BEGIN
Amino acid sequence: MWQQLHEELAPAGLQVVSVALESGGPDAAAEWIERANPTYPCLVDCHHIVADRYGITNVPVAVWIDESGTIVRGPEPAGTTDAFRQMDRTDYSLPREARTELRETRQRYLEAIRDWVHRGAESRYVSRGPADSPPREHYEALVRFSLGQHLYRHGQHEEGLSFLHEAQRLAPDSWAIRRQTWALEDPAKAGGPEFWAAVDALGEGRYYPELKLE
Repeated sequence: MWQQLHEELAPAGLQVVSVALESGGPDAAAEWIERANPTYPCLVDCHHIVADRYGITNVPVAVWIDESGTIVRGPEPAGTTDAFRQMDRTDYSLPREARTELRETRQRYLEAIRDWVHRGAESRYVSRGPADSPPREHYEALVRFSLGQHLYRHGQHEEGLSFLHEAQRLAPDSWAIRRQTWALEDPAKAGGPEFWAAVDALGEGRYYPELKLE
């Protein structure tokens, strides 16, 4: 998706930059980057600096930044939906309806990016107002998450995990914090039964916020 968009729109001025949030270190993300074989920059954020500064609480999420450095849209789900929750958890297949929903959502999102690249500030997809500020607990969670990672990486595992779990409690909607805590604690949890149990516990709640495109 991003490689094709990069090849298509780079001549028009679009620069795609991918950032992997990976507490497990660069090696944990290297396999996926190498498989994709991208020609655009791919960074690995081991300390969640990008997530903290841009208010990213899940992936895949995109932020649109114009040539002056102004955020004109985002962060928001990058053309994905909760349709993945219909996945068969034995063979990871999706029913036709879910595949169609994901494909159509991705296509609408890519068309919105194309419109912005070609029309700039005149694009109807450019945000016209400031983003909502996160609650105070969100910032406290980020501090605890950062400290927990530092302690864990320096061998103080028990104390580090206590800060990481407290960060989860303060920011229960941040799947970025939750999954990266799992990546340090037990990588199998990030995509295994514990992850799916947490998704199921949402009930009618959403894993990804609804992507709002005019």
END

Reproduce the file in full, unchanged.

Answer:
Amino acid sequence: MWQQLHEELAPAGLQVVSVALESGGPDAAAEWIERANPTYPCLVDCHHIVADRYGITNVPVAVWIDESGTIVRGPEPAGTTDAFRQMDRTDYSLPREARTELRETRQRYLEAIRDWVHRGAESRYVSRGPADSPPREHYEALVRFSLGQHLYRHGQHEEGLSFLHEAQRLAPDSWAIRRQTWALEDPAKAGGPEFWAAVDALGEGRYYPELKLE
Repeated sequence: MWQQLHEELAPAGLQVVSVALESGGPDAAAEWIERANPTYPCLVDCHHIVADRYGITNVPVAVWIDESGTIVRGPEPAGTTDAFRQMDRTDYSLPREARTELRETRQRYLEAIRDWVHRGAESRYVSRGPADSPPREHYEALVRFSLGQHLYRHGQHEEGLSFLHEAQRLAPDSWAIRRQTWALEDPAKAGGPEFWAAVDALGEGRYYPELKLE
């Protein structure tokens, strides 16, 4: 998706930059980057600096930044939906309806990016107002998450995990914090039964916020 968009729109001025949030270190993300074989920059954020500064609480999420450095849209789900929750958890297949929903959502999102690249500030997809500020607990969670990672990486595992779990409690909607805590604690949890149990516990709640495109 991003490689094709990069090849298509780079001549028009679009620069795609991918950032992997990976507490497990660069090696944990290297396999996926190498498989994709991208020609655009791919960074690995081991300390969640990008997530903290841009208010990213899940992936895949995109932020649109114009040539002056102004955020004109985002962060928001990058053309994905909760349709993945219909996945068969034995063979990871999706029913036709879910595949169609994901494909159509991705296509609408890519068309919105194309419109912005070609029309700039005149694009109807450019945000016209400031983003909502996160609650105070969100910032406290980020501090605890950062400290927990530092302690864990320096061998103080028990104390580090206590800060990481407290960060989860303060920011229960941040799947970025939750999954990266799992990546340090037990990588199998990030995509295994514990992850799916947490998704199921949402009930009618959403894993990804609804992507709002005019």